Motorola’s up and split itself into two distinct entities. We now have the Motorola Mobile Devices division and the Motorola Broadband & Mobility Solutions division running as stand-alone companies. The breakup of the company follows a string of problems and setbacks related to losses in the mobile phone sector. Perhaps the splitting up of Motorola is just the first step Moto’s efforts to help make the handset division more appealing to possible takeover, but that’s just speculation.
The real story underlying Motorola’s break-up is in the behind-the-scenes turmoil and inefficiencies of Motorola’s Board. This story starts with former Motorola CMO Geoffrey Frost and his role in revitalizing Motorola’s handset business with the RAZR all those years ago.
Numair Faraz, personal advisor to Frost until his death in 2005, has written an open letter to Motorola’s Board of Directors, CEO, and Motorola investors. The letter attacks the head-honchos at Motorola for grossly mis-managing Moto’s success (wasting Frost’s major contribution in turning the company around) with the RAZR and how the inept leadership of the once-great company ultimately led to it’s sad state of affairs.
Engadget has also uncovered that Motorola, under former CEO Ed Zander’s direction, maintained an extravagant fleet of private jets. Not only was Zander squandering the windfalls from the RAZR’s success on enterprise business acquisitions and stock-buy-backs (accusations made by Faraz), he was flushing cash down the drain on unnecessary amenities. Add that to current CEO Greg Brown’s technological incompetence (he refuses to communicate by computer/internet/email, and has his email correspondence printed out), and it’s not hard to see why Motorola is in such a predicament.
The technology company run by a guy that doesn’t use a computer and dictates replies to printed emails to his secretary. The Board might do well to get together one of those needlessly extravagant golden parachutes and kick Brown to the curb while they still have money to pay him off and make a difference in the company. Otherwise, management incompetencies of Motorola’s magnitude will eventually lead to the death of the spun-off handset division – no matter how capable the new handset division’s chief turns out to be.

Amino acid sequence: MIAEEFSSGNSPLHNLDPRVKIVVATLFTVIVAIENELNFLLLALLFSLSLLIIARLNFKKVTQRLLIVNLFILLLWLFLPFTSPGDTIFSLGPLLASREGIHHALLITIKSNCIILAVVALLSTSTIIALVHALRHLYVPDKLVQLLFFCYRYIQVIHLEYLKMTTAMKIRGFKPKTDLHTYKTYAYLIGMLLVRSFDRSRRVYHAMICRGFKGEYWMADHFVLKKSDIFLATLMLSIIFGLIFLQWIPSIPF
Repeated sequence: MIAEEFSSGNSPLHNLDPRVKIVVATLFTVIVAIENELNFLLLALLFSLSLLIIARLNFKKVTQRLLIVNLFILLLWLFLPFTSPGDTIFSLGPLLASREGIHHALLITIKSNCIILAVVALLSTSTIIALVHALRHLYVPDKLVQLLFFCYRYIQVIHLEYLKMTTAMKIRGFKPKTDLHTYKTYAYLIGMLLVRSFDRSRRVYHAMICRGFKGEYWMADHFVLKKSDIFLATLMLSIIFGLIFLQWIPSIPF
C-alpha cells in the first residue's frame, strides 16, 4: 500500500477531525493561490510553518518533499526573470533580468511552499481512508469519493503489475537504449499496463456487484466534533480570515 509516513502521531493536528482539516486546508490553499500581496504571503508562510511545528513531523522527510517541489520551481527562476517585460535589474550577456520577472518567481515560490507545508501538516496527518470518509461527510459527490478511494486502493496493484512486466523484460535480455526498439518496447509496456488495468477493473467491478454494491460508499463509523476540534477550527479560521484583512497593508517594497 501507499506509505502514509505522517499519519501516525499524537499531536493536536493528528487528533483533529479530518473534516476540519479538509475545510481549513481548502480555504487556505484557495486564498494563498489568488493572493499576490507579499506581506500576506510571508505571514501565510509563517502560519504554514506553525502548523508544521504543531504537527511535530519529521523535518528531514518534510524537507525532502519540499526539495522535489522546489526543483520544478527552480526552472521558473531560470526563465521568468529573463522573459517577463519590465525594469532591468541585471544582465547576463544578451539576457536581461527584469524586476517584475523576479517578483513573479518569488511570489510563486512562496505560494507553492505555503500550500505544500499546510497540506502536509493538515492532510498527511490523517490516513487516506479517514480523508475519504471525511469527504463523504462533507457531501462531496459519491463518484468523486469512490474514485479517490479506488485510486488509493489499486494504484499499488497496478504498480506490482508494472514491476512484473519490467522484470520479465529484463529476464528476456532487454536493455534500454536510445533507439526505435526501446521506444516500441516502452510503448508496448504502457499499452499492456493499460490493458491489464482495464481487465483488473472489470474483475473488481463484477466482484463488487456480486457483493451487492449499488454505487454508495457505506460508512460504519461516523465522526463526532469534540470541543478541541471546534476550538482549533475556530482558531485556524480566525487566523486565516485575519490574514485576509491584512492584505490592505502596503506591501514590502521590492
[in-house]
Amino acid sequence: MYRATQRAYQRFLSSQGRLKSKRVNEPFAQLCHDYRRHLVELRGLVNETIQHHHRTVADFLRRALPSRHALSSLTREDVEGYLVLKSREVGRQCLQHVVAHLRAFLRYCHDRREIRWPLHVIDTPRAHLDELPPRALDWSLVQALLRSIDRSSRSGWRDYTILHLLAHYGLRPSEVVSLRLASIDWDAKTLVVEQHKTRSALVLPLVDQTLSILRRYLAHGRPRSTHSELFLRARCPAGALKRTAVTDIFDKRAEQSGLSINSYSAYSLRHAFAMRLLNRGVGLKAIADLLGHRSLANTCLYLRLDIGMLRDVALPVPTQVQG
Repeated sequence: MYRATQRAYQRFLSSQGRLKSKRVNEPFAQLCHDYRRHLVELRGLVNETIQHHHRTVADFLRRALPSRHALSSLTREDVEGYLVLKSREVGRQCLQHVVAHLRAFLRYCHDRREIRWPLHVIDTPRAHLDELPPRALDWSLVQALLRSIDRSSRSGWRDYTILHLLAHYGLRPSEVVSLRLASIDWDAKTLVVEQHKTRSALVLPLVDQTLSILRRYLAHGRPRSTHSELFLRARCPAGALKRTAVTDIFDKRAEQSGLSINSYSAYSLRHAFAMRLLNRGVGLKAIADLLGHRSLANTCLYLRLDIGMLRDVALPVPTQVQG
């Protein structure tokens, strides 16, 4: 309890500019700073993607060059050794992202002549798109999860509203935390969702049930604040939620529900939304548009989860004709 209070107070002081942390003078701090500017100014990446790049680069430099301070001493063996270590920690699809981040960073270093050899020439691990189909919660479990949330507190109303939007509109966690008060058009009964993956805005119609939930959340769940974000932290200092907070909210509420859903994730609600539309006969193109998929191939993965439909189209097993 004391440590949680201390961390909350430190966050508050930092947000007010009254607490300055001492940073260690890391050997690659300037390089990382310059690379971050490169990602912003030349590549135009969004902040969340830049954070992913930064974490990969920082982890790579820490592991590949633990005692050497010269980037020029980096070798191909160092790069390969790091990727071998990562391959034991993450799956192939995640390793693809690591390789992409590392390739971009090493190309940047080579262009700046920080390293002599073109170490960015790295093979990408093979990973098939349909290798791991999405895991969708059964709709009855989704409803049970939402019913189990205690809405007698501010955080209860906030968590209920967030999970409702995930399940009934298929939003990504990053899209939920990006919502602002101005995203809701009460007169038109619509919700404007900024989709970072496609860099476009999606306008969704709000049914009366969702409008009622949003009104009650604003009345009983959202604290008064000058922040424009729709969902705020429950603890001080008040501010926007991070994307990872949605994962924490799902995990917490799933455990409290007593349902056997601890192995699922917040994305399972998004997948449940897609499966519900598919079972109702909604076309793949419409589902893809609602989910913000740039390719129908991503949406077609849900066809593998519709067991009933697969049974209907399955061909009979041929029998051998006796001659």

Read Faraz’s letter after the break.
Dear Greg Brown, and the rest of the executive team at Motorola,
As you may or may not recall, I worked with Geoffrey Frost as a personal adviser during his days as Executive Vice President and Chief Marketing Officer of the company. I was the one quoted in Forbes in 2003 as saying “Motorola’s biggest problem is that Samsung kicks ass,” and eventually came to spend nearly three years working with Geoffrey during his efforts to revamp the company’s mobile lineup, which eventually saw the launch of the RAZR. As I told the company’s senior designers at Motorola’s 75th anniversary meeting: create something cooler (and more expensive) than anything else out there, and everyone will want it.
After the success of the RAZR, while Geoffrey was tied up every which way in ROKR development, meetings, criscrossing travel, and so on, through his associates I implored the company to beef up their software expertise, and focus on creating socially networked devices (this was in the years before MySpace and Facebook became the juggernauts they are today). Your predecessor, Ed Zander, had little interest in this, and instead insisted on parlaying his relationship with Steve Jobs into the ill-fated ROKR effort in order to prop up Motorola’s stock price.
Zander, who seemed to care more about his golf score than running one of America’s greatest technology companies, left all of the hard work to Geoffrey; I’ve always considered it Motorola’s dirty little secret that the strategy for their entire profit machine was run by the company’s CMO — not the rest of the company’s executives, who are as inept now as they have ever been.
Many close to Geoffrey believed Ed Zander worked him to death, putting the pressure of the fate of the company in his hands. I took his untimely death in 2005 very hard, and knew that the company would head downhill in the aftermath. On a personal note, Lynne, his wife blamed the company for his passing. She committed suicide soon after.